Parental instructions as adornment is probably taking things a little too far by any standards!
Imagine having a note around your neck from your mom reminding you to eat your vegetables at school. Graceful? NEVER. So how does Solomon, the wisest man ever, presume to advise on instructions being a graceful chain around the neck?
Now we can’t deny that an aptly worn chain adds grace. Just the visual – a pearl necklace at an evening out, will have many drooling. Probably therein lies the secret — ‘Aptness’ in wearing the graceful chain of “Instructions”.
So how do we understand all this?
I want to capture three aspects of what we will call “Attitude Adjustments”. When I use the term Parental Instruction, please understand that it could refer to someone significant in your life. Someone who is investing into your life sacrificially.
1. Affection & Assurance:
Just as pearls around a neck screams of someone’s affection (I am making a presumption that pearls are always gifted); Parental instructions are a sign of affection. We read in the Bible:
This book revolves around passing life lessons to my son.
These lessons are also relevant for teachers, coaches, mentors, or parents to pass on. All of us wanting to provide precious learning to the ones we are shepherding–all hoping that our ‘sons’ and ‘daughters’ do not have to reinvent the wheel, make the same mistakes, or even learn the hard way.
However in our excitement to teach, we forget that often times we are the ones who are taught. And that whatever role we may be playing–parenting, mentoring, teaching, we are always blessed and left richer by the experience.
I want to share about a moment where this truth hit home, real hard. A moment of truth. This happened when Dan was about two-and-a-half.
I had just returned from work, tired from the commute and corporate pressure. As I flopped on my bed feeling a little sorry for being caught in the rat race, Dan came up and lay beside me. It was conversation time for him – ‘Dad and Son’ time. So when his mom tried to enter the room, he told her it is his time for man-to-man talk. Complying with his request, Joyce stepped out of the room, but didn’t really leave the conversation. She was eager to find what Dan was up to. On my part though, I wasn’t really in the mood for a deep conversation at the end of a tiring day.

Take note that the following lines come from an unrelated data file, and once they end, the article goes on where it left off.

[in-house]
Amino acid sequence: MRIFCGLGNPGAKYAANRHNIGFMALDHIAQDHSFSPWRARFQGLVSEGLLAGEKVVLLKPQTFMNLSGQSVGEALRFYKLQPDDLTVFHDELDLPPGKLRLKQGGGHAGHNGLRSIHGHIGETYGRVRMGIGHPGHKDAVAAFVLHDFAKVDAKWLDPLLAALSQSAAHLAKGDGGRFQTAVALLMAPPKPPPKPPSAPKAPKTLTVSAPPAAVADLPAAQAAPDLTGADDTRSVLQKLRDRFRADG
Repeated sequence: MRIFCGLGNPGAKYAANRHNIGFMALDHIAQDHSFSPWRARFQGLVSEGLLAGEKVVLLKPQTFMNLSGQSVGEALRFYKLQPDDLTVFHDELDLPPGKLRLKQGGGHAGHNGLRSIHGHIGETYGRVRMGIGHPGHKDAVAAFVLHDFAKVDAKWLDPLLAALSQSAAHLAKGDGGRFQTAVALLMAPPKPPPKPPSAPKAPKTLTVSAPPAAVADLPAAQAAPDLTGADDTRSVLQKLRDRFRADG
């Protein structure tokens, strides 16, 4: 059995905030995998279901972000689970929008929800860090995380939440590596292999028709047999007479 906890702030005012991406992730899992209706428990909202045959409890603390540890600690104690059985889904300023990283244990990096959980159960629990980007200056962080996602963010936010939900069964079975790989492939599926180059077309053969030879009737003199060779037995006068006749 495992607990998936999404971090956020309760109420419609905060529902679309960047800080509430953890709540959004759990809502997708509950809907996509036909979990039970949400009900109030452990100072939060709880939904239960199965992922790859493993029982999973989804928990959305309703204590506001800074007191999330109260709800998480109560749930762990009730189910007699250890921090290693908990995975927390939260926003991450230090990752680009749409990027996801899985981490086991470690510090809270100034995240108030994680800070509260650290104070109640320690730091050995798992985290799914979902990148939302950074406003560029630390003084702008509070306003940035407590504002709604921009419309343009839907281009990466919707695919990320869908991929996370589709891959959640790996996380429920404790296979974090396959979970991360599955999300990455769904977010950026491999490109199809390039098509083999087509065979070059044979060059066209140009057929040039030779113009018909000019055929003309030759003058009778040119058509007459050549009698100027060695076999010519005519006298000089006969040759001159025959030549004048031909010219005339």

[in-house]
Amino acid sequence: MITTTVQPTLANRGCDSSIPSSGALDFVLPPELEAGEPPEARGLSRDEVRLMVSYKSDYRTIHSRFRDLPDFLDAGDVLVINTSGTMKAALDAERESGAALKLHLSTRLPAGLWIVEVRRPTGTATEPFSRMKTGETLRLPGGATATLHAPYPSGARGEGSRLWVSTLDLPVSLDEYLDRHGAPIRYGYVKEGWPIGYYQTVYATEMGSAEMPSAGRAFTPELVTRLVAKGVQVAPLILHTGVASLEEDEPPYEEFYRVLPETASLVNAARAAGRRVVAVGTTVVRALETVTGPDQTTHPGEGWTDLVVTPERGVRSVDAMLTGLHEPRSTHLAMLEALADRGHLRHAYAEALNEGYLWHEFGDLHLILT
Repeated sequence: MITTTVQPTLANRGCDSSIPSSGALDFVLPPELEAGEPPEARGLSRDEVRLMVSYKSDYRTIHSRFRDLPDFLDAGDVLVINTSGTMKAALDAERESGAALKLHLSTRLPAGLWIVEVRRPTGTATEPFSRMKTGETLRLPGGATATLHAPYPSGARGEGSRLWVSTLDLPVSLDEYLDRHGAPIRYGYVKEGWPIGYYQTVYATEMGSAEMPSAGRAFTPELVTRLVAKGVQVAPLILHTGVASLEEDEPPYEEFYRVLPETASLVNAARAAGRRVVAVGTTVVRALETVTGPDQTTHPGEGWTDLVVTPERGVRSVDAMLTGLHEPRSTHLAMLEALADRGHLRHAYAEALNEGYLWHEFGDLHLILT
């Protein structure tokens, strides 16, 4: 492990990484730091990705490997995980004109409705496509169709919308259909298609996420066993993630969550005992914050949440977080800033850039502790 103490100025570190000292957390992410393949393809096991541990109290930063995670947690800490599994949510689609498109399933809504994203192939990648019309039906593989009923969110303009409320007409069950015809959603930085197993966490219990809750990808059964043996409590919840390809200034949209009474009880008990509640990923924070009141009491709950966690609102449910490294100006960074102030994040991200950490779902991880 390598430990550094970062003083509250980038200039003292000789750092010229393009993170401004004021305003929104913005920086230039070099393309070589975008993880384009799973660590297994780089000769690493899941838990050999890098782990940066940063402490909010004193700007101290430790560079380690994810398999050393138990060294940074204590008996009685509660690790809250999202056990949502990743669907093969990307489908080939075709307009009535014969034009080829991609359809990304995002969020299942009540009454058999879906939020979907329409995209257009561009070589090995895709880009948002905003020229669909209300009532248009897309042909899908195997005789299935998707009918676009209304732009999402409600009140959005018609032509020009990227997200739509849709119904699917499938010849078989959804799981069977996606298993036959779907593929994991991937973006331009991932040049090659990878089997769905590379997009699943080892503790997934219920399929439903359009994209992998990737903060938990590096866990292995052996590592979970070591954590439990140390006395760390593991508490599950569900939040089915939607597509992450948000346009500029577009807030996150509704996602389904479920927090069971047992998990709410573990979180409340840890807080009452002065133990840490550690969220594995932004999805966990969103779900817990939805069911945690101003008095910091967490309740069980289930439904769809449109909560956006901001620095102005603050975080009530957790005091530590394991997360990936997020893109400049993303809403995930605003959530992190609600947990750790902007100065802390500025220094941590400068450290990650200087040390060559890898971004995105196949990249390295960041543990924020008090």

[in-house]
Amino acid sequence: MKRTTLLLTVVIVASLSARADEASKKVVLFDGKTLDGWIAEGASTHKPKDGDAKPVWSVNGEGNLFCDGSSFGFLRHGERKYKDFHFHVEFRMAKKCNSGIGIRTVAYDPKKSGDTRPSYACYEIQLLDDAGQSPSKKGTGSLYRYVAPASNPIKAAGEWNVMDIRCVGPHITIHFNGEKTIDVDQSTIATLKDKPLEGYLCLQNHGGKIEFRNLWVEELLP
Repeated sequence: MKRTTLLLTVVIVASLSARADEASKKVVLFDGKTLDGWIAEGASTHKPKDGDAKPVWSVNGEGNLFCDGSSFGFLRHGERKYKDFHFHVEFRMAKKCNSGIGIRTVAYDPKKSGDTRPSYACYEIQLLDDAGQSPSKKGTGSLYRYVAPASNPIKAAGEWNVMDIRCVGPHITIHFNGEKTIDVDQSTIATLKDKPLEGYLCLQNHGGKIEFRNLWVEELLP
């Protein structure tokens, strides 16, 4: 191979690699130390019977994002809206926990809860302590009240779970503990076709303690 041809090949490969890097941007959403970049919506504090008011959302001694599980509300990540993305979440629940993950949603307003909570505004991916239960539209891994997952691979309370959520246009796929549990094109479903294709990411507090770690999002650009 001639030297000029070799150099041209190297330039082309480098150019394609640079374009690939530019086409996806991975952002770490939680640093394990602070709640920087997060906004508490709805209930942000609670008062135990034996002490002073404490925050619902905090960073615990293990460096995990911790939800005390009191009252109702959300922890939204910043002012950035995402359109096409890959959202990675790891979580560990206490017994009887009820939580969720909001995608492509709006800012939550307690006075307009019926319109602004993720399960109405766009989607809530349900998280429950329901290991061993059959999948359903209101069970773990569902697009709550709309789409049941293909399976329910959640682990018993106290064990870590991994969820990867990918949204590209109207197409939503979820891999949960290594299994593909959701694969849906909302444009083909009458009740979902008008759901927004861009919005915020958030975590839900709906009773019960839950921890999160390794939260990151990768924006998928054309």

With parental obligation taking over, I turned to him and asked if he knew what the philosophy of life meant?
Now you must visualize the setting. Dan is lying down with his legs crossed in the air, corporate style, nodding as if answering my questions. His nods and his cute behaviour goaded me further, so I asked if he could repeat the word, ‘Philosophy’. Remember, he is two-and-a-half. He had been going to a play school but they sure hadn’t taught him to say ‘Philosophy’ as yet. He tried to say the word but couldn’t, so I ask if he knew what the word meant?
He nodded sagely again. Something was happening, and in trying to keep the conversation going I continued, “Dan, it means the meaning of life”. He nods again as if taking it all in. Here’s when I begin to download on the poor child. ‘Dan’, I said, ‘the meaning of life is all good things come to an end’. He continues his nod, and from the corner of my eye I can see Joyce trying to decipher where this conversation was going, while at the same time marvelling at the boy who was holding his own.